0
Actions
Shares
0
Downloads
5
Comments
0
Likes
0
Embeds 0
No embeds

No notes for slide

Transcript of "classroom manage"

  1. 1. Classroom ManagementDescribe the importance of classroom managementand its impact on academic learning time. Describedifferences in the approach to classroommanagement from a behavioral, cognitive, andhumanistic perspective. Name and describe threegeneral categories of the events of classroommanagement from a behavioral perspective, givingexamples of specific teacher activities for eachcategory.Developed by W. Huitt, 1999
  2. 2. Classroom ManagementPrimary purpose is to gain control of theclassroomGood classroom management results inhigh levels of student engaged time
  3. 3. Classroom ManagementBrophy (1983) states there are 3 generalprinciples for good classroom management: • Willingness of the teacher to accept responsibility for classroom control • Long-term, solution-oriented approaches to problems (rather than short-term, desist/ control responsesBrophy, J. (1983). Effective classroom management. The SchoolAdministrator, 40(7), 33-36.
  4. 4. Classroom ManagementBrophy (1983) states there are 3 generalprinciples for good classroom management: • Check to see if symptomatic behavior is caused by underlying personal problems (impulsivity, lack of awareness, home problems, etc.)Brophy, J. (1983). Effective classroom management. The SchoolAdministrator, 40(7), 33-36.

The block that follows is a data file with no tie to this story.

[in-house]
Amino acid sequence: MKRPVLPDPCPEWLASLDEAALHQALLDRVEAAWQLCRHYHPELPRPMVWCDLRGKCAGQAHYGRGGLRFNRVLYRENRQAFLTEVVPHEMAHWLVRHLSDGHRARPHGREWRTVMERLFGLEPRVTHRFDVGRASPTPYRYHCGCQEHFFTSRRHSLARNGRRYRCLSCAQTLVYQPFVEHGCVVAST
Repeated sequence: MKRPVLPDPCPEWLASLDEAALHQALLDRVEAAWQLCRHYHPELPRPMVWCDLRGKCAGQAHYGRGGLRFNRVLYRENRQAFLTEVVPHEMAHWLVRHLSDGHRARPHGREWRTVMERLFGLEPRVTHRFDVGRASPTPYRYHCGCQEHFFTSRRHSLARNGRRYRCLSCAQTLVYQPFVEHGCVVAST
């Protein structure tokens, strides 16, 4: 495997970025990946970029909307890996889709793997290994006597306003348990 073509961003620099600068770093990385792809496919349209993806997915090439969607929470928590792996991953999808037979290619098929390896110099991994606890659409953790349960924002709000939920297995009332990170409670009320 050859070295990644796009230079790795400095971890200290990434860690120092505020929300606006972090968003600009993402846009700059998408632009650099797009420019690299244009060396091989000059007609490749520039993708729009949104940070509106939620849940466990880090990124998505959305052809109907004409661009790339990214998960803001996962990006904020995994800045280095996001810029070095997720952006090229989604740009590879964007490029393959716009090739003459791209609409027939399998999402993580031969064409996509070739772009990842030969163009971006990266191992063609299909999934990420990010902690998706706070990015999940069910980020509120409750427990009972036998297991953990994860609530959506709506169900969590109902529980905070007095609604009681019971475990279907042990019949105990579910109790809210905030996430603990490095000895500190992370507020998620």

5. 5. Classroom ManagementBrophy (1983) also cites 3 theoreticalorientations to classroom management: • Self-concept/personal adjustment -- the teacher encourages discouraged students, builds self-esteem by arranging for and calling attention to success, improving peer relationships, etc.
  6. 6. Classroom ManagementBrophy (1983) also cites 3 theoreticalorientations to classroom management: • Insight (cognitive) -- teacher spends time with problem students individually, getting to know them personally, attempting to instruct and inform them
  7. 7. Classroom ManagementBrophy (1983) also cites 3 theoreticalorientations to classroom management: • Behavioristic -- teacher offers incentives, negotiates contracts, calls attention to and reinforces desirable behavior
  8. 8. Classroom ManagementThis presentation will focus on theapplication of principles from behaviorialpsychology, especially the application ofconsequences to modify behavior.
  9. 9. Behavioristic ApproachThere are 3 major categories of actions totake in establishing a behaviorally-orientedclassroom management program: • Structuring/Selecting and Arranging Activities • Monitor Student Behavior • Reinforce Positive Behavior/ Redirect Inappropriate Behavior
  10. 10. Behavioristic ApproachStructuring/Selecting and Arranging Activities Establish rules and procedures early
  11. 11. Establishing RulesGeneral Recommendations Select 4 or 5 rules that you will use to set guidelines and limits for behavior in your classroom. State the rules in terms of positive expectations of behavior you want to see. Be careful about stating rules in the form of "Dont.”
  12. 12. Establishing RulesGeneral Recommendations Think about specific examples of behavior that would demonstrate each rule. Post the rules in your classroom. Teach the rules just as you would academic content using the discussed previously.
  13. 13. Establishing RulesSample Rules For The Elementary Level Be polite and helpful. Take care of your school. Behave in the cafeteria. Do not hit, shove or hurt others. Keep the bathroom clean.
  14. 14. Establishing RulesSample Rules For The Secondary Level Bring all needed materials to class. Be in your seat and ready to work when the bell rings. Obtain permission before speaking or leaving your seat. Respect and be polite to all people. Respect other peoples property.